Friday, September 6, 2013

Tips for Generating Location Names for Fantasy Settings

Map of the United States of the Home Ruler from the Atlas of True Names.

Coming up with location names is something most fantasy authors, gamemasters and world-builders must do from time to time. Making those names compelling in a way that adds to your world rather than detracting from it can be daunting, and justifiably so. If you fudge a place name, you may very well be stuck with a blight on your world. A dark spot cursed with a name that is some combination of silly, burdensome to pronounce, or otherwise detrimental to your audience's sense of immersion.

I face this problem whenever I look to send my D&D players off to explore a new part of my world. Fortunately, I have developed a set of guidelines that I use when crafting new location names that have served me well.

Obvious names are not necessarily bad. Places are typically named after something and that something is often rather obvious. Some quick real world examples I can think of include:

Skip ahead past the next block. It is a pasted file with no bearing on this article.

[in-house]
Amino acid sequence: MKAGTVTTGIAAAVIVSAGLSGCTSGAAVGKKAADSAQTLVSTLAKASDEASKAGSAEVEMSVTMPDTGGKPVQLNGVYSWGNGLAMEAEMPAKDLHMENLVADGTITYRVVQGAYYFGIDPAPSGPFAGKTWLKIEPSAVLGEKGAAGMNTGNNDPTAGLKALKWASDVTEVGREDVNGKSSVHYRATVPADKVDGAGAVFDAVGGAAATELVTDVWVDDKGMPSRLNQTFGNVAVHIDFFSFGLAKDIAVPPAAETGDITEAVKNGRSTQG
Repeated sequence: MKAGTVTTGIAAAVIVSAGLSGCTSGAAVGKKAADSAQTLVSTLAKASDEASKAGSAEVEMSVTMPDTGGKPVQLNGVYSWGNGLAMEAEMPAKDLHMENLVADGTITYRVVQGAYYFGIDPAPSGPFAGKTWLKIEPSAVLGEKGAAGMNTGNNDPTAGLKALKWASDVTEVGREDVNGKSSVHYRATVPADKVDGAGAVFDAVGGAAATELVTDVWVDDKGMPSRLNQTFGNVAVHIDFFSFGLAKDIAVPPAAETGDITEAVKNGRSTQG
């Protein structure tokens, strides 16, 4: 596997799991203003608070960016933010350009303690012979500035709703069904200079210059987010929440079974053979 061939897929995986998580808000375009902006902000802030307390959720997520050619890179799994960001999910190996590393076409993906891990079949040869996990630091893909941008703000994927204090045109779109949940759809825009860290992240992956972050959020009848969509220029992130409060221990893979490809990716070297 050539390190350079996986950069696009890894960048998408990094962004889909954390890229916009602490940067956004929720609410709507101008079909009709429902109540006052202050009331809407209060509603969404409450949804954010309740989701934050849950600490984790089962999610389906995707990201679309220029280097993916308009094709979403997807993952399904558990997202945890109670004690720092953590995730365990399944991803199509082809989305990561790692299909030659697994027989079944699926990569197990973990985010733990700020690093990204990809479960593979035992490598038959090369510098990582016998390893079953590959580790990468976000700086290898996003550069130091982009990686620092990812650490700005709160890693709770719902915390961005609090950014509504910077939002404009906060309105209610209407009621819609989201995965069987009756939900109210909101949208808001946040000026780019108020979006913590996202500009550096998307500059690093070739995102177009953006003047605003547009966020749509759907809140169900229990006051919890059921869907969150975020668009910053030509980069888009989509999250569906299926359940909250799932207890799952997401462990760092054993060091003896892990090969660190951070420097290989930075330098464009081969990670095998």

• Washington (a guy's last name)
  • Bath (named for a prominent recreation spot)
  • Salt Lake City (prominent natural feature)
  • Capetown (the city's location plus a word that means city)
  • Fort Collins (named for the town's original function)

If you go this route, you can come up with some pretty decent place names, especially if you use less common synonyms or slightly change certain words. Some examples from my game world include:
  • Stillford (a town on a stream with a distillery)
  • Fenwatch (an outpost by a swamp)
  • Thunder vale (a valley with a roaring waterfall)
  • Lastholt (named for a stronghold that served as a last stand. Last+hold change the "d" to a "t")

Keep the names short! Even well established fantasy writers get a little carried away and occasionally come up with names that become mental and verbal stumbling blocks for those who encounter them. The Drow city of Menzoberranzan from the Forgotten Realms is a classic example of this problem. At five syllables, it's a pain in the butt to say!

Think about it! It's tough to find a real world city with that many syllables! After some consideration, I came up with Minneapolis, Philadelphia and Alexandria, as real world equivalents and all of those cities have at least one pair of syllables that can be blended together to effectively shorten the pronounciation. In fact, if a place DOES have an exceptionally long name, you can bet someone will try to find a way to shorten it! Philly, L.A., Frisco, etc. Maybe that's why the Drow are so cranky! They live in an obnoxious to pronounce city with no decent nickname!

I know, I know… We're talking fantasy, not reality and the elves and ponytaurs are supposed to have exotic and elegant sounding place names. That's great! You can do that without lots of syllables! Believe me.